This was a really interesting talk. Journalist and historian Gwynne Dyer is clearly a knowledgeable guy being able to speak ad lib for 90 minutes on the ramifications of what would happen in a world were we don’t make the changes necessary to avoid catastrophic climate change. In his research for his book – Climate Wars – he talked to many senior military strategic figures who he tells us are taking the issues surrounding climate change, energy security, food and water shortages very seriously. He talks about what the world will look like if the warming of 3-4 degrees that many scientists actually believe will happen over the next 40-50 years. To put this in context when the world was 4-5 degrees cooler than now it was in the midst of an ice age where cities like London and New York were permanently covered in ice, it is a world so dramatically different to the one now as to be almost unrecognizable. As Gwynne describes, oceans don’t warm nearly as much the land will, so for every degree of average planet wide warming there will be a much higher impact on the land (depending where you are). The main impact of this will be in food production and to quote Gwynne, “people raid before they starve” (I like Rage Against the Machine “hungry people don’t stay hungry for long”) and this will have massive implications in terms of climate refugees, migration, political upheaval and potential conflict over water and food resources. This is what the US military is worried about.
Now I will classify Mr Dyer as a gloomer (although looking at the evidence it is very easy to be one) so I do take all the details of what he says with a pinch of salt. But this talk is not about if his prediction of the future is correct, but rather a what if. What if we don’t get our act together and make the changes to our entire energy and economic infrastructure to totally decarbonise our economy within the next 40 years. In that scenario what options will be left open to us? Mr Dyer contends that geo-engineering (through manipulation of the amount of solar radiation that would hit the earth’s surface) could be the most contentious geo-political issue in the future. The relative ease and low expense of injecting sulfur particles into the air would be fair cheaper and more effective than reducing emissions and so countries that could loose a lot, such as Bangladesh, may be compelled to act without global agreement even though the risks of such an action will be shared by everyone on the planet. The proverbial kid peeing in the swimming pool.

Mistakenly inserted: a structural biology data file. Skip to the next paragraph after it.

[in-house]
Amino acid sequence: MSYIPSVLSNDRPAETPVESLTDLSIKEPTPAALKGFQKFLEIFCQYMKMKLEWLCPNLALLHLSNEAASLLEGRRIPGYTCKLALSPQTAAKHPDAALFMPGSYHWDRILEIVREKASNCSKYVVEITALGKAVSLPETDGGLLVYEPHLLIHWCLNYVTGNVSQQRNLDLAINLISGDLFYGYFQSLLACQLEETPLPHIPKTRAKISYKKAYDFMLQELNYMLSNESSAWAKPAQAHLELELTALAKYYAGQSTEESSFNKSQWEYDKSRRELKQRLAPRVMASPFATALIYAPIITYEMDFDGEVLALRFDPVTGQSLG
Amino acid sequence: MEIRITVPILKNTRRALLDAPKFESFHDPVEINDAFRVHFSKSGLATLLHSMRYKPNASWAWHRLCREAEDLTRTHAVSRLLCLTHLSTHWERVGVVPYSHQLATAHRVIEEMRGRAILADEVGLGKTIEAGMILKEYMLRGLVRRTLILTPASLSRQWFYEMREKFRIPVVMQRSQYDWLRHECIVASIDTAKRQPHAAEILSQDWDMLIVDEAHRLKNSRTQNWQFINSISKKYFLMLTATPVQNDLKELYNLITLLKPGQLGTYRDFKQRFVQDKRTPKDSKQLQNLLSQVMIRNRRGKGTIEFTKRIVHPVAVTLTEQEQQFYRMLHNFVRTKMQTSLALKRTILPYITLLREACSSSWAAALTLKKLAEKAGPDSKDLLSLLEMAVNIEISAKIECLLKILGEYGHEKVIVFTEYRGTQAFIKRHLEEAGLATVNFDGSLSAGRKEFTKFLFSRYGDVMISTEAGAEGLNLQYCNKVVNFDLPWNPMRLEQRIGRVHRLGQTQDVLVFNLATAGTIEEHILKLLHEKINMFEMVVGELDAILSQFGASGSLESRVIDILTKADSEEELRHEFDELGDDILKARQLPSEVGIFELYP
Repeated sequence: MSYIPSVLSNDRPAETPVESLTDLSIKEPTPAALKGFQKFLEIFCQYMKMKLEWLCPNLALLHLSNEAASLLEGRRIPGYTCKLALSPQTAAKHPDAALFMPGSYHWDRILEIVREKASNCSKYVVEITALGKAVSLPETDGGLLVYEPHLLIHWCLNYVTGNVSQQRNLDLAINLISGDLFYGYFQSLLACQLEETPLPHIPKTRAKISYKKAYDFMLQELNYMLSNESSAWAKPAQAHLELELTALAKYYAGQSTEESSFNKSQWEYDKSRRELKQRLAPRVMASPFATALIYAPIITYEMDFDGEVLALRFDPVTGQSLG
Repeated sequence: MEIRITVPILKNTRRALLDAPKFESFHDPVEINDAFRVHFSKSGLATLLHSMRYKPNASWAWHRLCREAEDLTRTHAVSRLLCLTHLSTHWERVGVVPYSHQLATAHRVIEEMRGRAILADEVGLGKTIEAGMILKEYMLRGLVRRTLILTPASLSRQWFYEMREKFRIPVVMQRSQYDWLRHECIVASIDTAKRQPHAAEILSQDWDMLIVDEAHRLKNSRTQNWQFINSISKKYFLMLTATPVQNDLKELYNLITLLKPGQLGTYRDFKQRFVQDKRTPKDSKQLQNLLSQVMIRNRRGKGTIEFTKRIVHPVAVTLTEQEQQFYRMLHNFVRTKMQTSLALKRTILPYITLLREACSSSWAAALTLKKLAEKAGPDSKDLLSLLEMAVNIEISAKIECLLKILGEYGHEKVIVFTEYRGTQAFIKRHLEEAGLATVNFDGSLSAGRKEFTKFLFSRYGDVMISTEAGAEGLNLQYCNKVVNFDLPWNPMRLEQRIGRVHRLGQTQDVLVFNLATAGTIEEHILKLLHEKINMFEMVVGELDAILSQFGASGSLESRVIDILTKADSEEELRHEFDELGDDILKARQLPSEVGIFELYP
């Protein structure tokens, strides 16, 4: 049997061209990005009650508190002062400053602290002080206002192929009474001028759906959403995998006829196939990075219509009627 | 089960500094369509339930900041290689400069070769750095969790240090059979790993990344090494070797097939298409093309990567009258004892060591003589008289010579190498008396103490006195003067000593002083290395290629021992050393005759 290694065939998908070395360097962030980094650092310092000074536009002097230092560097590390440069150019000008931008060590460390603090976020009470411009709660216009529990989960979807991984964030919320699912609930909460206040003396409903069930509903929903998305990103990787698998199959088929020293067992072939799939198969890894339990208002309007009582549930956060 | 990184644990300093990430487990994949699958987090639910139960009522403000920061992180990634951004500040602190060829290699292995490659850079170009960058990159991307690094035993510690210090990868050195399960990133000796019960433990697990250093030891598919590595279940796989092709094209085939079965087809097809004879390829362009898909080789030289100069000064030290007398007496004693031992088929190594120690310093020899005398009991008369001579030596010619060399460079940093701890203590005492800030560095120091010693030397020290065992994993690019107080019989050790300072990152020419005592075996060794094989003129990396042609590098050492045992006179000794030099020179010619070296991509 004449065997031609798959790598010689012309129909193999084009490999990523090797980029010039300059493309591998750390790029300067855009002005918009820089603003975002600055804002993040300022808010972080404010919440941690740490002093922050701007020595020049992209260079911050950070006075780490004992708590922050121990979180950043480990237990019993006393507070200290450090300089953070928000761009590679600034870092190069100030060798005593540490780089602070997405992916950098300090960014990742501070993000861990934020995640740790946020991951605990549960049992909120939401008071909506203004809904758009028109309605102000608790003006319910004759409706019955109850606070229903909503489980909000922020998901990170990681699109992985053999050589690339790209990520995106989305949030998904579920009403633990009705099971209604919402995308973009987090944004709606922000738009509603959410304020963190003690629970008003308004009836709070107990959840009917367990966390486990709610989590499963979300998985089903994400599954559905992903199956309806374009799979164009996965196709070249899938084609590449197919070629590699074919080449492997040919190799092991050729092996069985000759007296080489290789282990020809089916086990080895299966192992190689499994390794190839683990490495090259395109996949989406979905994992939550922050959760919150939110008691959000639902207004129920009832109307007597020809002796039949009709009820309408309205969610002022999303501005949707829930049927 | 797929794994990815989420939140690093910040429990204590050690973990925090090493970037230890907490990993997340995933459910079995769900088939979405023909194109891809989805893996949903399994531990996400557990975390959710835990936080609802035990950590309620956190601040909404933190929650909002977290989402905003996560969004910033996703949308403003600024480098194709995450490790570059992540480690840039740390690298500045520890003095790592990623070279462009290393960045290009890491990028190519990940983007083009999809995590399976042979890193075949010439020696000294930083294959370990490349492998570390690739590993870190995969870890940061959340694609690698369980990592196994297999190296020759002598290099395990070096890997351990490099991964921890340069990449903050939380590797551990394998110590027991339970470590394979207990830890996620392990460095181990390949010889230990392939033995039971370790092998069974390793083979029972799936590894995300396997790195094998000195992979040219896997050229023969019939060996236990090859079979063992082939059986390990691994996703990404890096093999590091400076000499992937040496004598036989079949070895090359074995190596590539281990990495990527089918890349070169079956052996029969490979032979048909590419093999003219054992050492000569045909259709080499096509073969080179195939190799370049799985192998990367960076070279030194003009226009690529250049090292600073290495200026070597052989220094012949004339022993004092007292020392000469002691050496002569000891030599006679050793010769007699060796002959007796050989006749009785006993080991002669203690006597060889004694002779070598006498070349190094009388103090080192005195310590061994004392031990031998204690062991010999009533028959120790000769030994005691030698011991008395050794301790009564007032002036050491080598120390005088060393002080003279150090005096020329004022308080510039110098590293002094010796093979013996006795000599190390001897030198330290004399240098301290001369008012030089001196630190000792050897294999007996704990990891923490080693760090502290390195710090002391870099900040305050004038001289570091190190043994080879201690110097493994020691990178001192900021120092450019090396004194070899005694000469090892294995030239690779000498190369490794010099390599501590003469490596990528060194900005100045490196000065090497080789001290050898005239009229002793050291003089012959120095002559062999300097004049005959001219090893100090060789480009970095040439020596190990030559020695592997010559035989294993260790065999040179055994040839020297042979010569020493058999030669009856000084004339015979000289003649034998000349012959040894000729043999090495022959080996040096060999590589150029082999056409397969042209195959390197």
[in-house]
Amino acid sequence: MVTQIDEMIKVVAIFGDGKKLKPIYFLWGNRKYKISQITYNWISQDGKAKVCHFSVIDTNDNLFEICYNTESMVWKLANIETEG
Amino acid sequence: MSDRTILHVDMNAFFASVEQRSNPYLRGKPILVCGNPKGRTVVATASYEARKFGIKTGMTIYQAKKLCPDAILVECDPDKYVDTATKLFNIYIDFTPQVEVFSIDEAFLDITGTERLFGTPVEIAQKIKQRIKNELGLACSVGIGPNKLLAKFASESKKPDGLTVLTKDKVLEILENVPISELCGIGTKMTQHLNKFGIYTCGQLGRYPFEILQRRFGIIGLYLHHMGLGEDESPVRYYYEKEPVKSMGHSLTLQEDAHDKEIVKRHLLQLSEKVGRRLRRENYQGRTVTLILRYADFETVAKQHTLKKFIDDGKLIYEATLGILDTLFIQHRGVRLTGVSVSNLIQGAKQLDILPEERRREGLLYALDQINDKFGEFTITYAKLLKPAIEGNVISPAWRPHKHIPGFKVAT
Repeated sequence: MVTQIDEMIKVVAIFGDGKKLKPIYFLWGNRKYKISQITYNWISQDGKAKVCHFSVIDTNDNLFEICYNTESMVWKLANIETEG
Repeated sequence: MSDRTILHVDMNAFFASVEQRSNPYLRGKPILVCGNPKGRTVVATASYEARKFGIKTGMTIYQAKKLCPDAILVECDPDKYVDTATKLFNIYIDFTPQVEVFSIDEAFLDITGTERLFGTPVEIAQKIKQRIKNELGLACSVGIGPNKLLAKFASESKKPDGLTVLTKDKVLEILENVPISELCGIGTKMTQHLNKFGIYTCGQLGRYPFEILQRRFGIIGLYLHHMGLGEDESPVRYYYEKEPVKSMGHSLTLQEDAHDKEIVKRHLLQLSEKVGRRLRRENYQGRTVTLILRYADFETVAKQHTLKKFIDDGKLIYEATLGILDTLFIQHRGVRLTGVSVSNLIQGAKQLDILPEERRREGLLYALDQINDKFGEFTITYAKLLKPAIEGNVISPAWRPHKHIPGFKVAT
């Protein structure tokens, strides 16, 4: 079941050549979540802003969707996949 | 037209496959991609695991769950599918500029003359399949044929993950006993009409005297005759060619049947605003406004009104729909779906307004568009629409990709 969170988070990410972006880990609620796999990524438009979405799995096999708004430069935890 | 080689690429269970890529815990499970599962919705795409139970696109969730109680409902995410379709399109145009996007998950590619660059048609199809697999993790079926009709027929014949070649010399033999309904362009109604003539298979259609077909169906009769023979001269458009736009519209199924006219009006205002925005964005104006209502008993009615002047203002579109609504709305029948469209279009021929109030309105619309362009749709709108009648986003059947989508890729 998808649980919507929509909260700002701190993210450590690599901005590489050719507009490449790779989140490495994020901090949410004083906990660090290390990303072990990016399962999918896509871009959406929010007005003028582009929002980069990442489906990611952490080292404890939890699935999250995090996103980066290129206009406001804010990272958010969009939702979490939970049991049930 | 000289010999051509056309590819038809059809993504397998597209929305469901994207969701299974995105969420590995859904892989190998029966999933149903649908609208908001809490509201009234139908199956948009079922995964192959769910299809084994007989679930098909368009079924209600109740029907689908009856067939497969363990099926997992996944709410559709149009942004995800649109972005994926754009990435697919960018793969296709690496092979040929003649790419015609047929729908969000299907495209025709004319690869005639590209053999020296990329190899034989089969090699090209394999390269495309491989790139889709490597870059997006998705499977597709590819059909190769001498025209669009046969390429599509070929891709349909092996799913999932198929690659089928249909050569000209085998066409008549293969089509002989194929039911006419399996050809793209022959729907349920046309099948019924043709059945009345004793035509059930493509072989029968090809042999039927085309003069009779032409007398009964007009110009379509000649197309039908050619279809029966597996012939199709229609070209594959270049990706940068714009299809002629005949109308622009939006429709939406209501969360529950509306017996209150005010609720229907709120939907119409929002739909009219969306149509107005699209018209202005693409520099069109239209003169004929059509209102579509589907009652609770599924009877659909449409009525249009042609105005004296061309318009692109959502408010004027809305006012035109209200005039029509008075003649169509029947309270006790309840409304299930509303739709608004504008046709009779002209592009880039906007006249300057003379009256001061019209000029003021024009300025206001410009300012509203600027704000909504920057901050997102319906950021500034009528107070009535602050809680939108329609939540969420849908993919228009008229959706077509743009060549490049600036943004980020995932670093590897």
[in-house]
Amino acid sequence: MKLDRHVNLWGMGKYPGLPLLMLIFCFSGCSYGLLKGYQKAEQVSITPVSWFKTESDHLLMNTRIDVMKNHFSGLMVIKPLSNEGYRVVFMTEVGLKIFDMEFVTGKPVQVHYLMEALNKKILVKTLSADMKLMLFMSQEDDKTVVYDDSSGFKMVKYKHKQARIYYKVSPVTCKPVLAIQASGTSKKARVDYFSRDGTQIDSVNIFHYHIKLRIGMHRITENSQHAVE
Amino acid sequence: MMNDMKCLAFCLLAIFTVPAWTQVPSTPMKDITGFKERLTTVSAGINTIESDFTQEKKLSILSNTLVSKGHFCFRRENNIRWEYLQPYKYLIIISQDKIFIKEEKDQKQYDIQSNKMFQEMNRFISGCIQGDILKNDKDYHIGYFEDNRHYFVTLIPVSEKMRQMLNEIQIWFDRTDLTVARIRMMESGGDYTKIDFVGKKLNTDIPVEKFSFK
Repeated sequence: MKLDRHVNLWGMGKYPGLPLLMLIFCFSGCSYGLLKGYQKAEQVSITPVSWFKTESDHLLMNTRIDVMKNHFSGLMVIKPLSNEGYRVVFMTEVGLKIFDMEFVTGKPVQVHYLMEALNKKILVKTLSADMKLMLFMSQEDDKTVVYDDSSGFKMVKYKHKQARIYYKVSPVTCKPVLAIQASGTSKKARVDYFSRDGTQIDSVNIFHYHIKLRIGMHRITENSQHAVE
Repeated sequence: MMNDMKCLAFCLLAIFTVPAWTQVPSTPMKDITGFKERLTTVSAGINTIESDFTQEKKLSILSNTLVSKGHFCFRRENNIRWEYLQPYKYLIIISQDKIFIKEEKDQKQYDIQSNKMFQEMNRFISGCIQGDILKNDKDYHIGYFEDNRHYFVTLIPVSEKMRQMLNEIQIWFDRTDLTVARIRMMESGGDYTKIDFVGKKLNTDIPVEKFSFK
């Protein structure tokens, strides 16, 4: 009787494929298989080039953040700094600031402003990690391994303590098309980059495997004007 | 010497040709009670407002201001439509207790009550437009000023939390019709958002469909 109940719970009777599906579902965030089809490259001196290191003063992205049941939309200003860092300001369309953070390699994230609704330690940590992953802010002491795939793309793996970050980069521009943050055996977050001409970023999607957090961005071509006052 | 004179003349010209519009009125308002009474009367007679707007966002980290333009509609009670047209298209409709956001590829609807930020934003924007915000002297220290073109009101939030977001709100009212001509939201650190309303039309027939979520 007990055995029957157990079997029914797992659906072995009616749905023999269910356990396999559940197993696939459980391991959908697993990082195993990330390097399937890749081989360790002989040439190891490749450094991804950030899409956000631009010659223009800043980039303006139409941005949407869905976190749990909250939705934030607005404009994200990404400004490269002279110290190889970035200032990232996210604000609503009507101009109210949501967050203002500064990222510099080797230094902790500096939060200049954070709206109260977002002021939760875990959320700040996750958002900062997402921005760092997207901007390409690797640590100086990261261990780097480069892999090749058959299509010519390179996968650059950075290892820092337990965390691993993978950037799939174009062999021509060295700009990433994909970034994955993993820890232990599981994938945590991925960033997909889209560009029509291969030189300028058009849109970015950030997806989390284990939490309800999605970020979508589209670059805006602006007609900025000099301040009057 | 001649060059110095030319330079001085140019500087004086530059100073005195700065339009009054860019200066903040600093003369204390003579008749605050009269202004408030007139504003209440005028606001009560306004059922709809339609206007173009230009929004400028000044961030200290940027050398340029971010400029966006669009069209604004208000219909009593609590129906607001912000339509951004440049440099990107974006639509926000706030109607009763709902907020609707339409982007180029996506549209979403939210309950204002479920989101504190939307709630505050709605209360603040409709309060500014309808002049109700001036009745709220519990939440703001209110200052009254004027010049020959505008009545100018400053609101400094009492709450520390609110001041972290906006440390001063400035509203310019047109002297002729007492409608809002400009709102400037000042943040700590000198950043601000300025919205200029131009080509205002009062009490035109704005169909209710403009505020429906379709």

Definitely worth a watch as Gwynne has thought a lot about a future which most of us would not like to contemplate but one that increasingly looks more and more probable.
On a side note, I do feel that I need to point out to all the military strategists that if the US Military didn’t take half of the budget and instead diverted a significant chunk of those funds towards phasing out fossil fuels we could probably avoid the whole situation.